Whoa… I have been type 1 since 1970 when very few people had diabetes. I have NEVER ONE hidden, concealed or otherwise not been completely open and obvious about my disease.
It seems ludicrous to obfuscate having diabetes!
Getting low can confuse and disorient you, you NEED people to know you have diabetes and what to do if you seem out of it! What’s the alternative, be embarrassed, hide it and die?
I do not hide taking injections either, It is a necessity of my survival. Oh, you’re uncomfortable with it?
Discrimination based on a health issue?
You cannot employ a good enough attorney.
I am an open book on every aspect of life. I hide exactly zero from anyone.
A behavior that I have control over, feeling the need to hide or lie about it tells me I should not be doing it.
Diabetes is a reality, it exists.
DO NOT put ANY concern of what others think of you.
Consider the intellect of the average person… you really care?
Live to impress yourself.
I hope Liam is never embarrassed by lows, or treating lows, when he grows up. As a parent of a T1D I will honestly never truly understand what it may be like to “get the eye” or whatever for something like this, but I still want him to be “loud and proud” about ANYTHING related to his life, what he does with it, what he’s doing with his phone, etc., etc., and not be ashamed or made to feel like it’s something bad to treat his condition to stay alive.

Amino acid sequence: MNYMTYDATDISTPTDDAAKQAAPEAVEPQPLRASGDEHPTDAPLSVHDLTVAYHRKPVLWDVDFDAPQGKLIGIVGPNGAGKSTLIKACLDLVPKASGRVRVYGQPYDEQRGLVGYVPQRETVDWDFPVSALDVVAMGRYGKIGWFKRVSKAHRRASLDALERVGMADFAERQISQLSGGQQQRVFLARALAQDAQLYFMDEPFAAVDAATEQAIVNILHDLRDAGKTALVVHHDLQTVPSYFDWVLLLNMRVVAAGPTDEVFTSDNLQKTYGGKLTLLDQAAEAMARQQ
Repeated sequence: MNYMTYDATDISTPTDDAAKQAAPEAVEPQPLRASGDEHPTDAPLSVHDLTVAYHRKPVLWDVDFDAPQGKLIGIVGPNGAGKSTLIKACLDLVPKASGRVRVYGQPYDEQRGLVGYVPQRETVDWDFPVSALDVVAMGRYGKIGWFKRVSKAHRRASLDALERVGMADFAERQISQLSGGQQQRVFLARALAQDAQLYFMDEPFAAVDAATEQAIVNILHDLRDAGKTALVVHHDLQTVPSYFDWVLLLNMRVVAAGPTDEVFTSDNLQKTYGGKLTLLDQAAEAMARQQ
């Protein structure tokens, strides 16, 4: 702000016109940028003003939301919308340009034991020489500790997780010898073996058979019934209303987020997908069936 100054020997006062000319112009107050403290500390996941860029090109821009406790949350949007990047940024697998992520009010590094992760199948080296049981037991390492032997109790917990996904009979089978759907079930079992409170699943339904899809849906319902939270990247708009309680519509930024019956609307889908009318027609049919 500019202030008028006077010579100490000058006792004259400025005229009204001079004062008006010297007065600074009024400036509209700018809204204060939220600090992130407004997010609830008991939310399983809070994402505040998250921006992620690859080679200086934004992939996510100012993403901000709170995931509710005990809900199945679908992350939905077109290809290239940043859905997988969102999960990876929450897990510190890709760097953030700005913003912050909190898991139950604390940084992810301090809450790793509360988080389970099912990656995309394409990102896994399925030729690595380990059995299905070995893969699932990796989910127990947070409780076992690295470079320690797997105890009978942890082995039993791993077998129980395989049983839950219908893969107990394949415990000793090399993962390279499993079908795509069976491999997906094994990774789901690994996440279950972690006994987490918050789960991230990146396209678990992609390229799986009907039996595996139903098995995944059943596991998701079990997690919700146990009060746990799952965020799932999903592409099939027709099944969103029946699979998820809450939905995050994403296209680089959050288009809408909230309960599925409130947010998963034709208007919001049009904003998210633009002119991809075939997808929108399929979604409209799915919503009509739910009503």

I’ve never cared what people think about me and that’s made my life a LOT simpler. You either get me or you don’t but it’s no sweat off my back either way. Those that like me, understand me, and those that don’t like me aren’t in my life so they don’t matter anyway. I hope he’s the same type of person as I am…live your life, do what you want (and need) to do and if you run into a problem, take care of it and move on.
I suppose for me it’s less about people seeing me being diabetic…but more about how I internally feel while trying to size up an oncoming low. I don’t mind slow, steady lows. Those are easy to treat for me. But when I socialize, I’m usually so tuned into conversation with new people that I lose my internal compass of how I’m feeling. And usually there’s atypical eating times and atypical foods and atypical exercise after food, which is the BIGGEST thing that drives my post meal blood sugar behavior. So, for me it feels like there are all of these moving pieces…and I have no idea what my bg is going to do in that situation…and then if it starts to trend downward, I don’t know if it’s going to be dropping off a cliff or if it’s going to catch itself or just need a nudge or what. So I suppose my better articulated problem is wondering how I appear to others while I have all of this chaos and uncertainty in my own head. That’s what I am trying to find how to more elegantly communicate with new people about my need for exercise or sedentariness, or my need to prebolus or EAT ALL THE FOOD RIGHT NOW, or whatever.